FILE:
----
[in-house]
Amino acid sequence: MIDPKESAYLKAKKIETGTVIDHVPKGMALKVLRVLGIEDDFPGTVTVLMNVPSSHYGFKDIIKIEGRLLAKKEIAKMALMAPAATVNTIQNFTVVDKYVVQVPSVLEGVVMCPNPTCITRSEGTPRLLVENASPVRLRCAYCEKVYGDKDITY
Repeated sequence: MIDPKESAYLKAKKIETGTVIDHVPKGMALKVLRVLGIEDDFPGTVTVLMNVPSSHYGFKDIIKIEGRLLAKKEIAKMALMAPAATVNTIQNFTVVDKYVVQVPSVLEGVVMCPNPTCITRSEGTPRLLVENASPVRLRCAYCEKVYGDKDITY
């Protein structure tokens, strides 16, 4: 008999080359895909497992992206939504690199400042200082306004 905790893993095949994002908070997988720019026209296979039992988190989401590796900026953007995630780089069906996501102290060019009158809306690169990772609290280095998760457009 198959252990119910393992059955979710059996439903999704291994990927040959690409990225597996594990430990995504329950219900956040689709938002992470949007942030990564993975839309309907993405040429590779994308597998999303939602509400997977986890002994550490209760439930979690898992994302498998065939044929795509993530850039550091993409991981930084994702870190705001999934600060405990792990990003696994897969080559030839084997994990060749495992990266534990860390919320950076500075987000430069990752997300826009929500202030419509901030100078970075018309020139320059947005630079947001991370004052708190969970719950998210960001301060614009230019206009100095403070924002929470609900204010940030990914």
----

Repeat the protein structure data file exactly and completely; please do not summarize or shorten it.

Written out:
[in-house]
Amino acid sequence: MIDPKESAYLKAKKIETGTVIDHVPKGMALKVLRVLGIEDDFPGTVTVLMNVPSSHYGFKDIIKIEGRLLAKKEIAKMALMAPAATVNTIQNFTVVDKYVVQVPSVLEGVVMCPNPTCITRSEGTPRLLVENASPVRLRCAYCEKVYGDKDITY
Repeated sequence: MIDPKESAYLKAKKIETGTVIDHVPKGMALKVLRVLGIEDDFPGTVTVLMNVPSSHYGFKDIIKIEGRLLAKKEIAKMALMAPAATVNTIQNFTVVDKYVVQVPSVLEGVVMCPNPTCITRSEGTPRLLVENASPVRLRCAYCEKVYGDKDITY
């Protein structure tokens, strides 16, 4: 008999080359895909497992992206939504690199400042200082306004 905790893993095949994002908070997988720019026209296979039992988190989401590796900026953007995630780089069906996501102290060019009158809306690169990772609290280095998760457009 198959252990119910393992059955979710059996439903999704291994990927040959690409990225597996594990430990995504329950219900956040689709938002992470949007942030990564993975839309309907993405040429590779994308597998999303939602509400997977986890002994550490209760439930979690898992994302498998065939044929795509993530850039550091993409991981930084994702870190705001999934600060405990792990990003696994897969080559030839084997994990060749495992990266534990860390919320950076500075987000430069990752997300826009929500202030419509901030100078970075018309020139320059947005630079947001991370004052708190969970719950998210960001301060614009230019206009100095403070924002929470609900204010940030990914």